The statement can either be written as :

She can not drive or simply ;

She can't drive

Or removing the 'to' permanently :

She can drive

Once, a very long time ago, a man named Amak awoke in the morning and was very hungry—he wanted some dinner. Before the sun rose over the mountains, he left his family and promised to bring food home to them. Amak, whose stomach growled, knew his family was famished—and so was he. As he trudged along, Amak realized he had been walking for a long time. He wanted to find food quickly and take it home to his family.2Amak walked through the forest to find food. He looked into the trees to find birds and scoured bushes hoping to find a rabbit. He became frustrated when he found nothing. Amak knew he had to keep searching, though, because his family was counting on him.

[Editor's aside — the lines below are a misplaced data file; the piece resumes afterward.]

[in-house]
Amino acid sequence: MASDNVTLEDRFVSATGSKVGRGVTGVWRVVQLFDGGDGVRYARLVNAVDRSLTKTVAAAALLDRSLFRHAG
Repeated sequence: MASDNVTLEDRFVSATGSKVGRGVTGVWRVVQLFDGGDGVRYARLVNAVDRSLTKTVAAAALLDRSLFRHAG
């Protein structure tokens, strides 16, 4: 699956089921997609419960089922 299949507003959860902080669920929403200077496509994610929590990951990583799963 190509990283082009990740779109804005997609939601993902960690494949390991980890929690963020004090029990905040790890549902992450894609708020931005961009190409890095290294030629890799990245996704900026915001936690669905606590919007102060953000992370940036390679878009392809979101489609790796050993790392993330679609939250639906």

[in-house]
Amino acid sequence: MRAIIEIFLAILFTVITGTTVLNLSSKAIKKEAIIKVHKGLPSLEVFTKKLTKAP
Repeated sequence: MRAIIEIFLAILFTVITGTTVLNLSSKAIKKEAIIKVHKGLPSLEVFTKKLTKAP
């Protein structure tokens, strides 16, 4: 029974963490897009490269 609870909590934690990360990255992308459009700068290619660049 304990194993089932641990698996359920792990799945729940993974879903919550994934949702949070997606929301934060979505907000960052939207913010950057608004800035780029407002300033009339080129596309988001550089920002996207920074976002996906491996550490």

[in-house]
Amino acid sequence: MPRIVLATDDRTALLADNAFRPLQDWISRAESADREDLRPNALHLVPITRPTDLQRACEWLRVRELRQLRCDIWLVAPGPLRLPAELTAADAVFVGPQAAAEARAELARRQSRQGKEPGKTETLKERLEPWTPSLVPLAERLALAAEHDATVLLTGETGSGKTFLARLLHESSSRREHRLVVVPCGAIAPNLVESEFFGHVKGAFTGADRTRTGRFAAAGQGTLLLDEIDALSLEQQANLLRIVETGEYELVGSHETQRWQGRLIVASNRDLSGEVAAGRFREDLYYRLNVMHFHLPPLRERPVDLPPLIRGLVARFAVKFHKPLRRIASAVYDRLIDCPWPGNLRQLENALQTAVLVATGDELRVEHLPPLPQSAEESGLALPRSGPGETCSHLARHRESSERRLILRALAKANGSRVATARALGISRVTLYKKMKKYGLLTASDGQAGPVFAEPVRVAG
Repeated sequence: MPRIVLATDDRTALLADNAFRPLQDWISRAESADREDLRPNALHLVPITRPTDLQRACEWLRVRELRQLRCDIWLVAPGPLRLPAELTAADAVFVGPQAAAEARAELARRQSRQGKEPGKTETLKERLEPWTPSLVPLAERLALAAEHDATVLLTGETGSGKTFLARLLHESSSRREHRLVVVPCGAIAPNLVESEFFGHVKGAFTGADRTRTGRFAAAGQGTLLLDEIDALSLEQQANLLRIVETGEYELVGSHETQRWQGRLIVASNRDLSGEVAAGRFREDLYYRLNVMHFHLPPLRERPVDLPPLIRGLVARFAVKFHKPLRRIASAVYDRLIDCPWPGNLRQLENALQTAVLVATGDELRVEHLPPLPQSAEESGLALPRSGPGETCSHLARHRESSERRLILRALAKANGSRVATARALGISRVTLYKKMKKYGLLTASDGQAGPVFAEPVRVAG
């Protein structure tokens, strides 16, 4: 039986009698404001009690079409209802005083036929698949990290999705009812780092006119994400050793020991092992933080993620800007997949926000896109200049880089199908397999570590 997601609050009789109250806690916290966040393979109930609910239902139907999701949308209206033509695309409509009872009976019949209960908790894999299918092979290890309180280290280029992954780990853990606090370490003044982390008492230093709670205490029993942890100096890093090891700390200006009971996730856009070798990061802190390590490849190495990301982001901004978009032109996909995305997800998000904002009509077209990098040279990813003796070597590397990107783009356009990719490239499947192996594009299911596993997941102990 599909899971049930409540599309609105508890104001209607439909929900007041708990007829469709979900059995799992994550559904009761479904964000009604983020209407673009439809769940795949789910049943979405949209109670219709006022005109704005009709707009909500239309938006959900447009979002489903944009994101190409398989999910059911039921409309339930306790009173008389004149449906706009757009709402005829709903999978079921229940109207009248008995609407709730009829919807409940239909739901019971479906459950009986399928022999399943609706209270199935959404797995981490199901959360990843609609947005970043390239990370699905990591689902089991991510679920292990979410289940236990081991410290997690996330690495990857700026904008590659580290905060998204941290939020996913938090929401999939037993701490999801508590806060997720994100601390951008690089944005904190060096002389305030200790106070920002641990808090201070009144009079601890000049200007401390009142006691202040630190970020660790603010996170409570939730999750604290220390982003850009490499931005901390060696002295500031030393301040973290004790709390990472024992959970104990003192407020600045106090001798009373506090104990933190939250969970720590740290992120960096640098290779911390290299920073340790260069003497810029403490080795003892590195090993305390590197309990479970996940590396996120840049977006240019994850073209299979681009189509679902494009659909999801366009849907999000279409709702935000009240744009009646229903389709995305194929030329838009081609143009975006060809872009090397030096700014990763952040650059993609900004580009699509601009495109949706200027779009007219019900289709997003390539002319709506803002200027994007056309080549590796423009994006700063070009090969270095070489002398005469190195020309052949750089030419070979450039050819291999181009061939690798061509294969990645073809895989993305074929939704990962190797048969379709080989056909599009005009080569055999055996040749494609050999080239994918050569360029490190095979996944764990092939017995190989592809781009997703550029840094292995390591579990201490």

How does the setting of the story make it more effective?

Answers

Answer:  lonely and wild answer b

Explanation:

USA test prep

Answer:

" sun rose over the mountains"

"walked through the forest"

These kinds of phrases help us know what is going on in the story. For example, if the story said, "Amak walked for a while to find some food", we don't know where he is, or why he would be looking for food while he was walking. For all we know he could me walking around his house.

Setting is really impotent because it gives the readers visuals. A good writer will help the reader see the area around the character and help them visualize what is happening.

Hope this helps :)

In November 1964, after a six-month trial, Lenny Bruce was found guilty of obscenity by the state of NewYork for language he had used in a stand-up comedy routine. Sentenced to four months' imprisonment,